Wynonna Earp is just one episode in to its third season on Syfy, and the hype train is moving, full steam ahead. With its delicious combination of genres, plucky Scooby gang, witty pop culture references, and variety of 'ships, the show is undeniably fun to watch. But it's the women of Wynonna Earp — and the way its fandom identifies with and idolizes them — that's inspired much of the laudatory coverage of the show. Speaking over the phone before the season premiere, star Melanie Scrofano (your Wynonna) uses one scene to symbolize the show's casually revolutionary mode of storytelling, spearheaded by showrunner Emily Andras.
She speaks carefully, pausing occasionally, intent on not spoiling anything while explaining an upcoming scene in which Wynonna and another female character have to run across a snowy field. (The series shoots in Calgary, where temperatures frequently dip into the negatives during the winter months.) And because the snowfall would only remain untouched until they went for it, they had to do the scene in one shot.
"I don’t know if you’ve ever tried to run through waist-deep snow, but it’s next to impossible," the actor laughs. "And what we got was not what anybody... if we could have reshot it, we would [have]. But I think that its imperfection was so beautiful, because we didn’t shoot it again. That was real."
"Real" is perhaps not the first adjective that comes to mind when you think about Wynonna Earp's main plot, which revolves around a family curse, a formerly immortal Doc Holliday in his prime in 2018, and a gun that kills geo-locked zombies, doomed to otherwise haunt the same plot of land forever. But it's the concept that rules Scrofano's performance as the foul-mouthed, titular heir to Wyatt Earp's duties and supernatural troubles.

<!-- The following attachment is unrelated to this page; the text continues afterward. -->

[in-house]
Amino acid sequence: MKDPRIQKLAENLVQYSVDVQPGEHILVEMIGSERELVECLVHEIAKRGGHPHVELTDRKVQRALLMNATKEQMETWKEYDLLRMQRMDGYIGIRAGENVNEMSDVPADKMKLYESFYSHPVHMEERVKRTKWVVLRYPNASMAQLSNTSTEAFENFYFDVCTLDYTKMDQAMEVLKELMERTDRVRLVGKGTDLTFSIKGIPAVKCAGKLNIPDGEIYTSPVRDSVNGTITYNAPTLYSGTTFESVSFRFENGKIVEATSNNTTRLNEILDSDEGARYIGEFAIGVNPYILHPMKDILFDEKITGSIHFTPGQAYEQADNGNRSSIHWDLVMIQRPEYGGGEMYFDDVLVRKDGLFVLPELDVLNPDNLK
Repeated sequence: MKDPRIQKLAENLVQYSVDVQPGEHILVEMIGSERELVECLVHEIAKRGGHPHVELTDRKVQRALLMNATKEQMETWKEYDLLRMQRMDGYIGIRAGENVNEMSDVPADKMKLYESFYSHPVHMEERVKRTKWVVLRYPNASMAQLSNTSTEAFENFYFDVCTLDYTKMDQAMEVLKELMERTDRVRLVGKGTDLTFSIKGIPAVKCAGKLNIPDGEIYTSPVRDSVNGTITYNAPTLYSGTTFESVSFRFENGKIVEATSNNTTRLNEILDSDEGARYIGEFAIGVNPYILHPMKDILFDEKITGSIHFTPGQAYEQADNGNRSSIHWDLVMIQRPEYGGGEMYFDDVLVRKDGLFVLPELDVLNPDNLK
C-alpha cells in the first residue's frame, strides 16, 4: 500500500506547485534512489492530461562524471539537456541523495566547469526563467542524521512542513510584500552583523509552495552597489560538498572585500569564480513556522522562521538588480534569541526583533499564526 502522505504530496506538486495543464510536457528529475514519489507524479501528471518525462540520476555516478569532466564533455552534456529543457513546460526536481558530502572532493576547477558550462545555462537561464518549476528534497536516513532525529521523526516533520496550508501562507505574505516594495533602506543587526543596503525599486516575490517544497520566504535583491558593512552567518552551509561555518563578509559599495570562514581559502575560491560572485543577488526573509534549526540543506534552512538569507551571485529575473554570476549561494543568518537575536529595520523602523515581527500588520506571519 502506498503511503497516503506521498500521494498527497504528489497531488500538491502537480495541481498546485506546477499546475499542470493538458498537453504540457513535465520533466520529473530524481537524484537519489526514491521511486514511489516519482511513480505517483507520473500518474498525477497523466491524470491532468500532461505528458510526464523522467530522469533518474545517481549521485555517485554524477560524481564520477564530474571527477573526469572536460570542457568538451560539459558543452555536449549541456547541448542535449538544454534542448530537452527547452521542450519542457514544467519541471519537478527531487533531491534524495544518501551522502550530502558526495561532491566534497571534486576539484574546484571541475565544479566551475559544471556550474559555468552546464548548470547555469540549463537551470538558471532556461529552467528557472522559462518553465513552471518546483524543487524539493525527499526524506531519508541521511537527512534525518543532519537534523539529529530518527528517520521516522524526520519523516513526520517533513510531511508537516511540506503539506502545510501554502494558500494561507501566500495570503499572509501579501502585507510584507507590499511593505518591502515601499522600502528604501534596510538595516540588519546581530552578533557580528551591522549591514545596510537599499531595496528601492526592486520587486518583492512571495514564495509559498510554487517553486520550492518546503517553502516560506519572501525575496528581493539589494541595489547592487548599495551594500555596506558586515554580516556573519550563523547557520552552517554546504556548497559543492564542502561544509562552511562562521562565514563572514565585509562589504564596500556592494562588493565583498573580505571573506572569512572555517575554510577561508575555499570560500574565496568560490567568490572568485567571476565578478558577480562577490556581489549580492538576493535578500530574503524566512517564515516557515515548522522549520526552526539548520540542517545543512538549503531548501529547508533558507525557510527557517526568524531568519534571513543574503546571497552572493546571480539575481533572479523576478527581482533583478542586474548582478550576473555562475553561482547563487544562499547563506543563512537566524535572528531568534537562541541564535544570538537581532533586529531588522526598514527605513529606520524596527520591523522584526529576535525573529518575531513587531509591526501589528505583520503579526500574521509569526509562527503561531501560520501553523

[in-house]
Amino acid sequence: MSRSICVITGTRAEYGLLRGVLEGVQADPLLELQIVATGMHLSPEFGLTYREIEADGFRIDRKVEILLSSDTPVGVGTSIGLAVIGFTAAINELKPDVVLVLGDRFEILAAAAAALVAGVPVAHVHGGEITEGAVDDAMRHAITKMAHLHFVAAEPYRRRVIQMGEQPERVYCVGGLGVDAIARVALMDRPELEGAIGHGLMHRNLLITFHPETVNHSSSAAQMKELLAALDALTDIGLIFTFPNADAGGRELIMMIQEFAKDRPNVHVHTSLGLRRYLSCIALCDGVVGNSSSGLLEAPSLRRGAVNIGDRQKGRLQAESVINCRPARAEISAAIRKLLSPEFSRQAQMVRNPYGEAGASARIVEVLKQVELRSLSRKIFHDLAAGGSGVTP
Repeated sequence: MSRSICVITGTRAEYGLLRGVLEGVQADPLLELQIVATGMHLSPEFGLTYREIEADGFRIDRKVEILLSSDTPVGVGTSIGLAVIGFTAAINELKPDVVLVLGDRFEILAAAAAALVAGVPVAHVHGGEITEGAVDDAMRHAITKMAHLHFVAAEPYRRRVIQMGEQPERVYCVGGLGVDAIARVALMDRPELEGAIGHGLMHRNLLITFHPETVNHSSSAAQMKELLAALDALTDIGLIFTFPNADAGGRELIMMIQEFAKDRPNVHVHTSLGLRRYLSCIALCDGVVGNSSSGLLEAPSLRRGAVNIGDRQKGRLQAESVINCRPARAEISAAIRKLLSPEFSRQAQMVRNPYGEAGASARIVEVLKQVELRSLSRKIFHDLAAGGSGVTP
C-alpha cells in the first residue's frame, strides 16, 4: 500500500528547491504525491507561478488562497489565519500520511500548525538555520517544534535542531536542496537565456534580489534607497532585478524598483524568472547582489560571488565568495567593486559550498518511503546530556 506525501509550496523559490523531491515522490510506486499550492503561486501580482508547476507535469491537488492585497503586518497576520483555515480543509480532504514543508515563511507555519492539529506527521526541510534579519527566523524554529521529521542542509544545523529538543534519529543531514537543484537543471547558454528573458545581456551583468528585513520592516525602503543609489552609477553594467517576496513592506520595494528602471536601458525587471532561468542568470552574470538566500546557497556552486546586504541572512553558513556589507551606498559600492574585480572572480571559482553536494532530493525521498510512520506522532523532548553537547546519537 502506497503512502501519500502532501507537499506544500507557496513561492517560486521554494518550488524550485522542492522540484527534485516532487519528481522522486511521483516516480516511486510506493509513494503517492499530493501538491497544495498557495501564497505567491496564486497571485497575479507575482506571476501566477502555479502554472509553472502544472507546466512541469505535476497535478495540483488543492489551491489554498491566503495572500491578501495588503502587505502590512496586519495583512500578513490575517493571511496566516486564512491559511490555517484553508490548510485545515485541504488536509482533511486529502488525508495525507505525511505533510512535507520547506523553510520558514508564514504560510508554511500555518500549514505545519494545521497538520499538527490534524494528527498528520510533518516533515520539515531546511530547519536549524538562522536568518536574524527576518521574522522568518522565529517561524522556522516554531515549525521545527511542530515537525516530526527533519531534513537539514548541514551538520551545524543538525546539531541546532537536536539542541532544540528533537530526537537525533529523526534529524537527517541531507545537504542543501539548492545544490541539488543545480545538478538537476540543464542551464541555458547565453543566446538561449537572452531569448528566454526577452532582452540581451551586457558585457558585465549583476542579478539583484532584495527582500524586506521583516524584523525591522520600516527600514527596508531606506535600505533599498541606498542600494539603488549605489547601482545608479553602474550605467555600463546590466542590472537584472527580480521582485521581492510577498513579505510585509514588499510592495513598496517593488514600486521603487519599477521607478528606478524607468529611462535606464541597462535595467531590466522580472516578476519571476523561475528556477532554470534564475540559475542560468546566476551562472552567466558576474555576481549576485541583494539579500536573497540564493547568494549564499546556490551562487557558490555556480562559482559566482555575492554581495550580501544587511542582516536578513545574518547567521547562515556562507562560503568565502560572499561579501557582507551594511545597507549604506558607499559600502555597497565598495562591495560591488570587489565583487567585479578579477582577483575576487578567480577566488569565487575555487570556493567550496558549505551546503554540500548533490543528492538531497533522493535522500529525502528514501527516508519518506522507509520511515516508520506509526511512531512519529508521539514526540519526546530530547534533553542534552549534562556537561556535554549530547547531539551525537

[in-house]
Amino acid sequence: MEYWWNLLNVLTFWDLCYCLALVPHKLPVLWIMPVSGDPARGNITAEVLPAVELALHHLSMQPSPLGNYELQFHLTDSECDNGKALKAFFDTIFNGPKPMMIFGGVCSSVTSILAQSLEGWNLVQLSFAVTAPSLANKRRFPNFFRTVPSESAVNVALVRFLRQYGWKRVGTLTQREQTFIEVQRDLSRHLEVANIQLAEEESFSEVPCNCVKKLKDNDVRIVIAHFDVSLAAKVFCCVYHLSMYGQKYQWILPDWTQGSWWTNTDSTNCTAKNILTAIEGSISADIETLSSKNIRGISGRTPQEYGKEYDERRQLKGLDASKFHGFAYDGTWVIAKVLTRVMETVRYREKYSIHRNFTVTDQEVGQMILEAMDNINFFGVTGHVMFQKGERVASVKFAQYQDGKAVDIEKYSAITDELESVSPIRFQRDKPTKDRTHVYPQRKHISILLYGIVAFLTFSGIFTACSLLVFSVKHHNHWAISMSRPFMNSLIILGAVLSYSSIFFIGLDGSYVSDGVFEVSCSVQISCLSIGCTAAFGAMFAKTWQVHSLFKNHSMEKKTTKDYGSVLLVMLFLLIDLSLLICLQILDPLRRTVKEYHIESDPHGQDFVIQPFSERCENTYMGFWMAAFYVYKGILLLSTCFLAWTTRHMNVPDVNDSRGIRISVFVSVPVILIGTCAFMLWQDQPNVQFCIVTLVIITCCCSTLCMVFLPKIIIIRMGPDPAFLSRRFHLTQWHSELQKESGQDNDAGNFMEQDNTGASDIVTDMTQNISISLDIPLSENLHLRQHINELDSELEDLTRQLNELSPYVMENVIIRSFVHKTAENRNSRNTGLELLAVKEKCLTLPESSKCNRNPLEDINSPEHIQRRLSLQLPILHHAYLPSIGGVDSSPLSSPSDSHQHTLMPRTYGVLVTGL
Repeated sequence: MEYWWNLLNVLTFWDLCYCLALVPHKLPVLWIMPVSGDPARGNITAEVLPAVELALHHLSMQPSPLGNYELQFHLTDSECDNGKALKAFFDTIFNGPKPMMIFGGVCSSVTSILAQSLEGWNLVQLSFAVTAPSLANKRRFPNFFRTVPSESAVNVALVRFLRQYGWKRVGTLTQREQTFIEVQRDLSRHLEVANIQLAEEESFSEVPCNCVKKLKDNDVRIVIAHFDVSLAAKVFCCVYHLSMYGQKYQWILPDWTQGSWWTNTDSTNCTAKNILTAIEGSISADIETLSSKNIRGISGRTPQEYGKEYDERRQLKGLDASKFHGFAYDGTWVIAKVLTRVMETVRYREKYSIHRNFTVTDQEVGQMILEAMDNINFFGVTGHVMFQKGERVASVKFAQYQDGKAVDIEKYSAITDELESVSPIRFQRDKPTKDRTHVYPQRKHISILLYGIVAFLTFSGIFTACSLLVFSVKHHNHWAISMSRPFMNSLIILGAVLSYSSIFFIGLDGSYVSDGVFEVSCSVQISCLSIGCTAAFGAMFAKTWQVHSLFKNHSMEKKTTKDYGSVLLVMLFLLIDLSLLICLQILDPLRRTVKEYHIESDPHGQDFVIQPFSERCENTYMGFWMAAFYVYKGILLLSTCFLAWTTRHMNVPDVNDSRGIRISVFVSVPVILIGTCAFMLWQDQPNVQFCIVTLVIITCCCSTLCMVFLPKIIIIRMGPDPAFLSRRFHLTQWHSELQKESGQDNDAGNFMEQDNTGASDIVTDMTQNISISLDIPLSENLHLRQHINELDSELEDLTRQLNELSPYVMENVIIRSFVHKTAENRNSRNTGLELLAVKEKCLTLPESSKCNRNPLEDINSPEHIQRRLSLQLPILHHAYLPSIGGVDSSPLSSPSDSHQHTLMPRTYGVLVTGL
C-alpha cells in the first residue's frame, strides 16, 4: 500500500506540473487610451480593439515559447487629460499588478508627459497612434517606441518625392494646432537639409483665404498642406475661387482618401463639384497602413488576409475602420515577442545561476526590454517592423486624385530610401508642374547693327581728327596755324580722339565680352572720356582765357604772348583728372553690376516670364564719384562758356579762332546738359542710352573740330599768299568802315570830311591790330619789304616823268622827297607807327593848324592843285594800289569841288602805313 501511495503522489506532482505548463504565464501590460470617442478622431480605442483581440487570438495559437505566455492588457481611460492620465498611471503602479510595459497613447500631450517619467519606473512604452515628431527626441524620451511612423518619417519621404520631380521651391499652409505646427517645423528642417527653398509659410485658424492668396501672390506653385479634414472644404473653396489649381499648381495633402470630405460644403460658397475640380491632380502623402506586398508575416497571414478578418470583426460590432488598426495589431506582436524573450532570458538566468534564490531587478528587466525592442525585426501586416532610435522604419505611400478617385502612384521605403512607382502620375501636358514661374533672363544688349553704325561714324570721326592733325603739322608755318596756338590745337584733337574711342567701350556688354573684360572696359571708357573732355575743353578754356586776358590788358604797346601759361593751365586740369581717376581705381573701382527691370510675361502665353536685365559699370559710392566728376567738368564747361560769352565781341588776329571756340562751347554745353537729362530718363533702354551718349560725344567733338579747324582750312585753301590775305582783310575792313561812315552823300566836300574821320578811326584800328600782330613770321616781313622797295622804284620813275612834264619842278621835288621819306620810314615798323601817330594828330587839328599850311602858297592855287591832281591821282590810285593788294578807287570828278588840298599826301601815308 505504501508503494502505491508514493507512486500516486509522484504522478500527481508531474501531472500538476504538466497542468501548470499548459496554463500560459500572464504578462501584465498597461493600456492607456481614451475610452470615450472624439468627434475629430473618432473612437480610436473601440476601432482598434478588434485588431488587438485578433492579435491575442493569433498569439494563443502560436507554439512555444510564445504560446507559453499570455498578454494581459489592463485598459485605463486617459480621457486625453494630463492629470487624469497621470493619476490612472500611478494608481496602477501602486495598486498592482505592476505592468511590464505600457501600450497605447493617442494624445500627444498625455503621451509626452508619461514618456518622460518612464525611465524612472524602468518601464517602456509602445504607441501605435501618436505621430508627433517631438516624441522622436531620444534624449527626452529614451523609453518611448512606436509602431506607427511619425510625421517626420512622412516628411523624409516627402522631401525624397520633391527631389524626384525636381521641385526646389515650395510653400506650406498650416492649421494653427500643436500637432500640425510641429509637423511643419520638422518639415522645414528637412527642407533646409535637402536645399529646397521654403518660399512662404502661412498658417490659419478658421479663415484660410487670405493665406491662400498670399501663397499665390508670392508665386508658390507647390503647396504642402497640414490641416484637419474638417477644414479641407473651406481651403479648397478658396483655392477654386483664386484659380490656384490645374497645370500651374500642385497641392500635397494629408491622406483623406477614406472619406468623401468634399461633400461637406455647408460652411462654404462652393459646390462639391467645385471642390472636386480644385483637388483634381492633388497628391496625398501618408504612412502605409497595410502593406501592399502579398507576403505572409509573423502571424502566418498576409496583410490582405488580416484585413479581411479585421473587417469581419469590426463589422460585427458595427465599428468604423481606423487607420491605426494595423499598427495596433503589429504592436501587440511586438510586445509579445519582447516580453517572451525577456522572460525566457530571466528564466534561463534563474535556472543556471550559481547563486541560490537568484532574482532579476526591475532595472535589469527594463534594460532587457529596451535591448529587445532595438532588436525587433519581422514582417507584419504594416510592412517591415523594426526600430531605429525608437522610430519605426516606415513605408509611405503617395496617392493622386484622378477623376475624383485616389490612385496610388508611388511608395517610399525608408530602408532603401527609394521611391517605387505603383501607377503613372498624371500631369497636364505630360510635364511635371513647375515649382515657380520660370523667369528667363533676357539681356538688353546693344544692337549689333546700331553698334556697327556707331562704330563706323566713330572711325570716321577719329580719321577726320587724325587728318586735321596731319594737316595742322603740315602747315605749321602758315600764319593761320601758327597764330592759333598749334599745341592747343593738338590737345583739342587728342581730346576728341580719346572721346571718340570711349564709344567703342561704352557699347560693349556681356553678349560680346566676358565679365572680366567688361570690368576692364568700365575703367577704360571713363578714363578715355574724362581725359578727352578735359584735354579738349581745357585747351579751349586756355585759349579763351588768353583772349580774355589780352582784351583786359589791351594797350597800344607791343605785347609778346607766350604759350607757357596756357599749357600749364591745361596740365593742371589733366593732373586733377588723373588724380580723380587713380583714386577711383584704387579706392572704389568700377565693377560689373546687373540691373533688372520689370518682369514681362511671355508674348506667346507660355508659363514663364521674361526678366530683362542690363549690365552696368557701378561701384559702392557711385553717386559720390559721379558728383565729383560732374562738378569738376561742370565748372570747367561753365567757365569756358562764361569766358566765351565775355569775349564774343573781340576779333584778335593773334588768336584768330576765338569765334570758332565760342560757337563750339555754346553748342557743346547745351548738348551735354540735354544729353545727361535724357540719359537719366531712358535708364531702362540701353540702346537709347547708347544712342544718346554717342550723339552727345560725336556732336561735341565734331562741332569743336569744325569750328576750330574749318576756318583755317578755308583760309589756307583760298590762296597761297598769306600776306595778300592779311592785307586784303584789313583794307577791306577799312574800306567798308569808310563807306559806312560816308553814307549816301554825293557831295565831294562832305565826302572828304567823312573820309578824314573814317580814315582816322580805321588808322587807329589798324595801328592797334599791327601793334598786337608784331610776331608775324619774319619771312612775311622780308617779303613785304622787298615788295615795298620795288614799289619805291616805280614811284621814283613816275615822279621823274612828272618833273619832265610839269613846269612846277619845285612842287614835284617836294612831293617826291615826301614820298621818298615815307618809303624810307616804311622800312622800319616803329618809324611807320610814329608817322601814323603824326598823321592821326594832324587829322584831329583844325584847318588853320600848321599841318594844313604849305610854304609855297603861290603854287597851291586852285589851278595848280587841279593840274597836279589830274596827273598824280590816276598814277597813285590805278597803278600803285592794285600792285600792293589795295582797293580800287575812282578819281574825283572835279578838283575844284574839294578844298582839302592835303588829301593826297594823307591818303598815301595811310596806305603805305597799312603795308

"The danger with genre is playing genre, instead of playing the honesty of what’s going on," she says. The actor explains that she even unplugs from Twitter when the show is shooting, so she doesn't "start losing the world that [the show has] created" and isn't tempted to "[play] the memes and gifs" rather than what's on the page.
The result of that focus is fans seeing themselves not just in Wynonna's disordered personal life or the way in which Waverly questions her place in her family, but in their most heroic and selfless moments, too. Because even when the women of Purgatory are saving the world, they're not doing it to anyone's specifications. It's extraordinary, but somehow still relatable.
"It’s not perfect and it’s not polished and it’s not glossy and it’s messy and real," Scrofano says about that emblematic, wintery action scene. "We got to the other side of the thing we were supposed to run through. And then we still kicked ass at the end of it."
That, the actor defines, is what a "strong female character" is to her — someone who "just gets on getting on, even when it’s not pretty, and even if there’s some swearing and tears along the way."
The Wynonna team has to be doing nearly everything right, including allowing its female characters to behave like fallible people, because the fandom is aggressively supportive — in the most inclusive way possible. They're quickly getting a reputation, as Den Of Geek and Vulture have lately pointed out, of being the nicest fans in the business.
So once shooting is complete and Scrofano gets herself back online, she's more than happy to take in the personal testimonies of fans of the show. "Because it does affect people’s lives," she says. "It either makes them laugh in really dark times, or it makes them think about people in their lives differently, or it makes them see themselves in a way they never saw themselves and it gives them strength. I think that inspires me to really work harder than I would if I didn’t think it was reaching anybody."
Rain, sleet, or waist-deep snow, Wynonna Earp is hell-bent on showcasing women as you actually know them.